Sometimes the episodes of pain would pass as quickly as they had come on. Their father began to refer to them as ‘attacks’ and both sisters began to suspect that there was a psychosomatic element to the pain. “I thing there could have been a psychological element to it,” Mella tells me. “It seemed to be tied in with stress. I think I’m much better at dealing with stress now than I was then. When I was in hospital, everyone would be like ‘what were you feeling bad about this time’? It was a very physical thing, too, though — I was dosed up on morphine — I wouldn’t wish that kind of pain on anyone. It was in my stomach and in my back. I lost so much weight.”
Throughout the episodes, Meabh was there for her younger sister. “A few times it’s happened when I’ve been on nights out and I’m sitting there in the ambulance with her with a few drinks on me! And I’d be thinking, I should not be here.”
They would compose songs together while Mella was in her hos- pital bed. “If we had a gig, I would always end up in hospital and then discharge myself and just make it onto the stage for the performance,” Mella recalls.
One song on their current EP is called Prison Ropes, with its opening lines, “we’re never ready for an attack”, references the distress the interludes in hospital caused. As they continued, Mella had her gallbladder removed — although they were later told that this would not solve the problem. At one point, Mella went to a specialist in London and was told she was possibly suffering from a condition called Sphincter of Oddi dysfunction — a problem with the muscular valve that controls the flow of digestive juices in the abdomen.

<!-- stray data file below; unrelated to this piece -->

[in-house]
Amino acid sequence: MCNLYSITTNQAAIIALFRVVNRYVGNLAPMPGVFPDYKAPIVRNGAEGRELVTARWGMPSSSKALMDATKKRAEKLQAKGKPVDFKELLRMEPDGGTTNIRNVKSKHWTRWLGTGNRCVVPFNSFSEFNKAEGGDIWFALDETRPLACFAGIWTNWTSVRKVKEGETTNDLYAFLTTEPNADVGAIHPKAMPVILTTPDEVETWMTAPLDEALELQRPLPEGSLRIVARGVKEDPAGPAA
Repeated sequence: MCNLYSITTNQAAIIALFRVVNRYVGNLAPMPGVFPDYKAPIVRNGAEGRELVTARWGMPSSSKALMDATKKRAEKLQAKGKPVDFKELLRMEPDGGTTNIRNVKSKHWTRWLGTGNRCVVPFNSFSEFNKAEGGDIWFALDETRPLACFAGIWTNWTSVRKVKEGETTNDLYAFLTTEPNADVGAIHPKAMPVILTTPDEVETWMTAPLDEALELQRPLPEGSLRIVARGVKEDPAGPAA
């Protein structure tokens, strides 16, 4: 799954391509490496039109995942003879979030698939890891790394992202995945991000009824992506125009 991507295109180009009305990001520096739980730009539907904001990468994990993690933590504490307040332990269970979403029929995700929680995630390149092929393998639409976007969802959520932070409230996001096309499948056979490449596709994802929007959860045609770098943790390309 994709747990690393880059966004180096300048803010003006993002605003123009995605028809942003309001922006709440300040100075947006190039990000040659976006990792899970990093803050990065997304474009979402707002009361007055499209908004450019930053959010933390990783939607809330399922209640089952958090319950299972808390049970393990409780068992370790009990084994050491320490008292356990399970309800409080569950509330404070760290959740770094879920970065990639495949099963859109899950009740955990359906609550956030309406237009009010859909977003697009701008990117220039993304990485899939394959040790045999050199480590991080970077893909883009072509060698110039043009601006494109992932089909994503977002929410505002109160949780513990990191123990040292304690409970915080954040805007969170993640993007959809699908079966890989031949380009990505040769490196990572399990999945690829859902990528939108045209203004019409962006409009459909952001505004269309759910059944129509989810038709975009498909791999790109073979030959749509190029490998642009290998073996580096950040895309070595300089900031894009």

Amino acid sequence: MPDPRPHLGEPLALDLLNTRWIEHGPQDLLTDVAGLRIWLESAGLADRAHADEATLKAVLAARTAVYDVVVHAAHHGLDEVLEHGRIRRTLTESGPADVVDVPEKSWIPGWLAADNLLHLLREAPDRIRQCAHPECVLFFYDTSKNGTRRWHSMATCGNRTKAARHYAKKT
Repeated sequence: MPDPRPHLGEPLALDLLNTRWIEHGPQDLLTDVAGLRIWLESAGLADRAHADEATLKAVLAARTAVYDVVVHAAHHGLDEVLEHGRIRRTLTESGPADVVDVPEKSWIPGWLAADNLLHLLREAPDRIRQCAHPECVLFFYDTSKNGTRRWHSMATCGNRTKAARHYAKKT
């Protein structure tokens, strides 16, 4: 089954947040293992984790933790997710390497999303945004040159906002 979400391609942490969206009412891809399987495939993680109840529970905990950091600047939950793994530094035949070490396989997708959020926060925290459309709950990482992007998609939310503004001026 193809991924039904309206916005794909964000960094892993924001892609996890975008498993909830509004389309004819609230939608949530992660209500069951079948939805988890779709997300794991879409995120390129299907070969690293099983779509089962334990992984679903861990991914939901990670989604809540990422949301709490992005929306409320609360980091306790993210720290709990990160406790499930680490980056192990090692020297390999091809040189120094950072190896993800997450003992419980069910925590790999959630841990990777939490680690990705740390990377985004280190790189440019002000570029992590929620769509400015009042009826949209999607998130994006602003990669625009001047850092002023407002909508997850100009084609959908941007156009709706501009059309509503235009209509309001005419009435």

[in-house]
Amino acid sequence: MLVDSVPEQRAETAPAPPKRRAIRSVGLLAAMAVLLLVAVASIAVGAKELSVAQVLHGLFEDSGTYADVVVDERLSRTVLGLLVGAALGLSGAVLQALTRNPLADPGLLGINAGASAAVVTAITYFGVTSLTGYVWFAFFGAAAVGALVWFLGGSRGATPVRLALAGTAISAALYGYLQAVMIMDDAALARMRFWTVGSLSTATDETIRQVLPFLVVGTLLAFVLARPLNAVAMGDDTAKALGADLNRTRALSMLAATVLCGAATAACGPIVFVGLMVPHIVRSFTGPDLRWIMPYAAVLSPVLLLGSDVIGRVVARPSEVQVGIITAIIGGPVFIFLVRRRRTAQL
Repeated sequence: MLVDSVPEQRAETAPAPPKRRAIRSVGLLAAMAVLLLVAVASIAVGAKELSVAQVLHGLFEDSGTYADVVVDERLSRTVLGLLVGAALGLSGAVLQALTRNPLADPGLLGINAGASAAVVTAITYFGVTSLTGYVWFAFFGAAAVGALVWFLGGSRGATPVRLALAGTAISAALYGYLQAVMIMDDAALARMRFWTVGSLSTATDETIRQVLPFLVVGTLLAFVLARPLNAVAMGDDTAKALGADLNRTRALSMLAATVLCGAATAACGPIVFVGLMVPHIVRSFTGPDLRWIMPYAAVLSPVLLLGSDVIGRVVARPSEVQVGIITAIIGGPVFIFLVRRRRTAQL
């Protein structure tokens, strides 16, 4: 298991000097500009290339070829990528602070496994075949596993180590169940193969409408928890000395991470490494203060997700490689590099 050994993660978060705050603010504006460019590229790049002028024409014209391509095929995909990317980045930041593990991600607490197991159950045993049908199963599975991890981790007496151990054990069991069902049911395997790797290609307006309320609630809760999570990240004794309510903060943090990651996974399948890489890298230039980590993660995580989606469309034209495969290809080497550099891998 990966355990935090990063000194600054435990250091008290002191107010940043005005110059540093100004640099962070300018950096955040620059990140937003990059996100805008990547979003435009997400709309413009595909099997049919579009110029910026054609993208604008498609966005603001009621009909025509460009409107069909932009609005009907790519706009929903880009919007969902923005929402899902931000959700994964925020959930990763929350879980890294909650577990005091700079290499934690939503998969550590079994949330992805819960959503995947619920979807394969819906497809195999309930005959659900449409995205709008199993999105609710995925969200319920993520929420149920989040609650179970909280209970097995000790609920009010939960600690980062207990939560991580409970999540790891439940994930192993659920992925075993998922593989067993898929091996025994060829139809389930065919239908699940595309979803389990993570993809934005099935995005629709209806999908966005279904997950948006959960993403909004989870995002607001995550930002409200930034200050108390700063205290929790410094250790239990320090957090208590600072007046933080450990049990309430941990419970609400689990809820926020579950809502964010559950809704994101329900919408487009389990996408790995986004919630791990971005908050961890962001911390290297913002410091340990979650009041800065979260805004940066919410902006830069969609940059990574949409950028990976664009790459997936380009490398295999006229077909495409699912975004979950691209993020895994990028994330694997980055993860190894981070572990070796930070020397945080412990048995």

“We’re still not totally sure if that’s what it was, because the investigative surgery was itself a bit risky and so it was decided not to go ahead with that,” Meabh explains. “But, touch wood, she seems to be in a much better place now.”
The group was also the catalyst for romance for Meabh — she met her boyfriend Darren Mcgrath after he collaborated with the sisters on a number of tracks. “We met him through a former producer, Denis Kielty. (Darren) had recorded on five or six of our tracks before I even met him,” Meabh explains. “Then when we saw him, I was like, ‘yeah he looks good’. We really liked him, so we were like, ‘yeah you can stay’.”
The collaboration has paid professional as well as personal dividends. The group’s last single, Battle Lines, was released in June and reached No.1 in the itunes Singer/songwriter charts, followed by stand-out performances at Electric Picnic, Groove Festival, Youbloom, Bloom in the Park, Ruby Sessions, and a headliner in The Workman’s Club in Dublin. Throughout it all, their sound has evolved, and their super-polished vocals recall Stevie Nicks and The Corrs themselves.
This coming Wednesday, Carron will play The Grand Social in Dublin city centre.
“It’s going to be an amazing gig,” Meabh says.
“After all we’ve been through the last few years, we wanted to channel that into the music. We can’t wait for people to hear.”
‘I’d be sitting there in the ambulance with her with a few drinks on me, thinking I shouldn’t be here’
Carron play the Grand Social this coming Wednesday night. Tickets from Eventbrite. See www.carronmusic.com
Mella and Meabh Carron. Photo: Steve Humphreys